Although geographically centered, Neal Ascherson’s BLACK SEA is not primarily about geography; rather, it concerns the people who, over the centuries, migrated to the shores of this inland sea that separates East from West, “the largest mass of lifeless water in the world,” extending 144 miles from the Crimean peninsula to the Bosporus and the Dardanelles. There is life at the top, schools of dolphin and porpoise, the once- abundant Black Sea anchovy, and a kind of mackerel called the bonito, but 150 meters below the surface of the Black Sea “is the world’s biggest single reservoir of hydrogen sulphide,” and the deeper waters are therefore sterile.
 
To unlock the mystery of creativity, cultural confluence and violent conflict associated with the Black Sea, Ascherson has eschewed conventional history. In its place, he trudges gamely around archaeological sites, some famous, some profoundly obscure. His ruminations on the bones and artefacts of long-extinct peoples drift effortlessly from their ancient history into our millennium and back, from Herodotus to Lermontov, and from the Zaporozhe Sich of the Cossacks to the loners on the Oregon trail.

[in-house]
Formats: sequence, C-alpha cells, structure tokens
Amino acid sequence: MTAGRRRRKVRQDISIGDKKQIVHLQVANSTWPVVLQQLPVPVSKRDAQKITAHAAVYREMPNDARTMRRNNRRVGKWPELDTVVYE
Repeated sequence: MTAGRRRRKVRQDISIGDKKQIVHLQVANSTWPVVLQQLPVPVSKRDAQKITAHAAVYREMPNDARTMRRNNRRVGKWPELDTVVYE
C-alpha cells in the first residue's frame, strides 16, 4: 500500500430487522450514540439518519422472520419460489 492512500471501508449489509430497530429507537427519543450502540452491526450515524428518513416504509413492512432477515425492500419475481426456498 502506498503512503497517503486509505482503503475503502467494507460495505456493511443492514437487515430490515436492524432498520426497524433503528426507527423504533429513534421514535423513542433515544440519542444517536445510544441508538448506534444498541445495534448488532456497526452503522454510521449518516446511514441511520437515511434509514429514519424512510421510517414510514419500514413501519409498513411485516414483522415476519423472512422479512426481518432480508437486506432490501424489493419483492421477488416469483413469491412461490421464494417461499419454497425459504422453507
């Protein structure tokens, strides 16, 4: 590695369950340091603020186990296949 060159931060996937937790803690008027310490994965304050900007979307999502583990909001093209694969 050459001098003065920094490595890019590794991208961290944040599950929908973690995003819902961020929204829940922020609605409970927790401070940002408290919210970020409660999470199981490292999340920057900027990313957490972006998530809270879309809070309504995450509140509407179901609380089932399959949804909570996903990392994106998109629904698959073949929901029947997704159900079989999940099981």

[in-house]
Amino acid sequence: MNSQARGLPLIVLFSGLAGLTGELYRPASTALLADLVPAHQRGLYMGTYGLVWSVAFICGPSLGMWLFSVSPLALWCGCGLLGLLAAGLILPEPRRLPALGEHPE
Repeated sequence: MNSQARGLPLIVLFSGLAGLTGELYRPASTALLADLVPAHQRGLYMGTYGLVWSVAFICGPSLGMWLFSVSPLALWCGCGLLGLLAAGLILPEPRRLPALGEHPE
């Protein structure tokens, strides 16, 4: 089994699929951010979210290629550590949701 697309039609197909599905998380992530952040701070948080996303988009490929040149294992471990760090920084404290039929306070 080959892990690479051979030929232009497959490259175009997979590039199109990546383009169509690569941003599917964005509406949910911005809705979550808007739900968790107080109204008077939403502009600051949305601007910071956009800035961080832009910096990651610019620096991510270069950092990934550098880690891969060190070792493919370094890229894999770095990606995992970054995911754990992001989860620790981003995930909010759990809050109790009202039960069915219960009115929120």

» Afegeix-hi altres autors (3 possibles)

Nom de l'autorCàrrecTipus d'autorObra?Estat
Ascherson, Nealautor primaritotes les edicionsconfirmat
Davids, TinkeTraductorautor secundarialgunes edicionsconfirmat
Larsson, Lars G.Traductorautor secundarialgunes edicionsconfirmat
Linnér, SturePròlegautor secundarialgunes edicionsconfirmat
Has d'iniciar sessió per poder modificar les dades del coneixement compartit.
Si et cal més ajuda, mira la pàgina d'ajuda del coneixement compartit.
Títol normalitzat
Informació del coneixement compartit en anglès. Modifica-la per localitzar-la a la teva llengua.
Títol original
Títols alternatius